Because he’s a member of the activist left and aims to influence his allies, DeBoer sometimes writes as if he’s defusing a bomb. Even the most reasonable assertions are prefaced with lengthy reassurances that his political views align with those whom he is criticizing, even if his strategic preference differs: 

Of course, white liberals should remain cognizant of the way that their voices can dominate the conversation. Of course, liberal men should remain cognizant of the tendency of men to speak over others and in doing so silence women’s voices. Of course, straight cisgender liberals should be aware of the history of queer erasure in our discourse.

But DeBoer still thinks it’s silly that organizers at many left gatherings determine the order of who should be allowed to speak based on the perceived degree of marginalization of the group they identify with—that is, Black women, transgender, and disabled people should always speak before the able-bodied, white, and male. 

Is this a harmful practice? No, not particularly (and DeBoer says as much). But it does illustrate how so many people on the left have become consumed with litigating issues of identity and social status without ever managing to produce much of tangible value to society, even when tragedies like Floyd’s death provide an opening. Instead, activist energy is spent waging esoteric parochial battles and stifling internal debate, while purging dissidents who believe there are better ways to get results.

DeBoer’s writing is shot through with a world-weariness that occasionally veers into something like post-traumatic stress disorder. I suspect it’s the product of many years of being harangued by his fellow leftists for refusing to conform to their preferred views. He recounts, with dark, possibly unintended humor, how he was once kicked out of an anti–Iraq War group for refusing to go along with the group’s desire to adopt a consensus-only decision-making process—his refusal, on the grounds that the idea was paralyzingly unworkable, only illustrated his point.

On matters of racial politics, the unwillingness to consider anything but the most extreme leftward reforms has failed the very people that activists purport to want to help. It’s also created a climate of paralyzing white guilt. DeBoer’s withering denunciations of these left-wing failures are some of his strongest passages. He writes, 

We have gone from marches on Washington to demand jobs and demonstrations to support striking Black garbage workers to millions of decent white liberals clutching “anti-racist” books on the subway, reading about why they’re wicked and should feel bad, ensuring that their next interaction with a Black coworker will be strained and awkward, and lining the pockets of white editors, white publishers, sometimes white authors in doing so.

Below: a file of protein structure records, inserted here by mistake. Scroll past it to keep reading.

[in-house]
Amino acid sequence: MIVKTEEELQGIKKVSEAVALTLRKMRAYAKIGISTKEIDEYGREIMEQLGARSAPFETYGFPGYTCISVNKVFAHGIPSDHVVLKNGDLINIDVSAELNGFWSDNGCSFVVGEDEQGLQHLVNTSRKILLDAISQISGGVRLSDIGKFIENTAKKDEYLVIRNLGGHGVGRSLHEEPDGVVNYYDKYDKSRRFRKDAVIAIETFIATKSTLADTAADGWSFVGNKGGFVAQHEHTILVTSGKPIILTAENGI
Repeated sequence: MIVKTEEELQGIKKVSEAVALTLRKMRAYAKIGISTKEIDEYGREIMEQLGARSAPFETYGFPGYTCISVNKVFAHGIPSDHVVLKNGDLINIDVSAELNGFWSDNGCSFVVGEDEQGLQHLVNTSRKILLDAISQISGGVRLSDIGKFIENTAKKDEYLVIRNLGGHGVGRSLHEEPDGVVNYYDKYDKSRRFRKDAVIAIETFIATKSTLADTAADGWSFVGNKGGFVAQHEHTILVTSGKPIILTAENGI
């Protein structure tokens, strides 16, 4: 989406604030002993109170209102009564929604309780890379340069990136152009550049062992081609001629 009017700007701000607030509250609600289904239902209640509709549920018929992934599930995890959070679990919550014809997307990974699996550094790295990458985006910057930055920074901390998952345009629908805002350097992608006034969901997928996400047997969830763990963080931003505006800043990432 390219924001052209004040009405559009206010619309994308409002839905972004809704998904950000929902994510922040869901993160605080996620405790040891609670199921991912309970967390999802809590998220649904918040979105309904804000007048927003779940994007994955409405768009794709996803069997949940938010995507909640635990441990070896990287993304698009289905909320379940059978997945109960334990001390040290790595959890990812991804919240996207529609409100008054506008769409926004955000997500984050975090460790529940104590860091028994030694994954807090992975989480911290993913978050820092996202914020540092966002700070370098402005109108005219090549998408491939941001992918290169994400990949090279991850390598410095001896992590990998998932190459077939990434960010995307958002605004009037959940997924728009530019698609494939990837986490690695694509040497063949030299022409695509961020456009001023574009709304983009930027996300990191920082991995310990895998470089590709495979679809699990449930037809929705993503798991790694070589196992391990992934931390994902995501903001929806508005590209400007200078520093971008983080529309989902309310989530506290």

DeBoer is so insightful and pushing obviously intelligent prescriptions that it feels a bit unsporting to point out that the failure of the political system to respond to Floyd’s murder with the sweeping reforms that are plainly needed wasn’t chiefly the fault of the left—even the smug, virtue-signaling, censorious left that has him so wrung out. Rather, reform failed because Republicans didn’t want it to pass. Even Mitt Romney, who admirably bucked the Trumpist currents in his own party by joining a protest march after Floyd’s killing, didn’t support the Democratic police reform bill.

That kind of progress will require electing more Democrats. DeBoer is characteristically clear-eyed and sensible about the need for leftists to get behind this important (but ideologically unsexy) effort, even when it entails supporting moderates like Joe Biden. He has good ideas about how to do so.

The left, he says, should quit obsessing over “ephemeral and inconsequential cultural issues.” It should drop the off-putting academic jargon. And it should return to a focus on class and to meeting the material needs of working people. Washington Monthly readers will find most of what he prescribes to be solid advice for advancing a left-of-center political agenda. What makes DeBoer’s book transgressive is that he’s aiming it at a younger generation of activists for whom winning the votes of, say, white working-class Trump supporters isn’t axiomatically a good thing.

But it is, of course, a necessary thing if Democrats are to win back the governing majority they’ll need to pass actual reforms. It’s especially necessary for securing the kind of robust social democratic state that leftists are after. And its prime beneficiaries, DeBoer notes, without projecting a great deal of confidence that his audience will be receptive to the point, would be precisely the oppressed minority groups that activists on the left are forever claiming to speak for. If they’d focus on electing Democrats, they’d finally be in a position to deliver for those groups, rather than just bicker over whose turn it is to talk next.

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Joshua Green is a contributing editor at the Washington Monthly and author of the forthcoming book The Rebels: Elizabeth Warren, Bernie Sanders, Alexandria Ocasio-Cortez, and the Struggle for a New American Politics.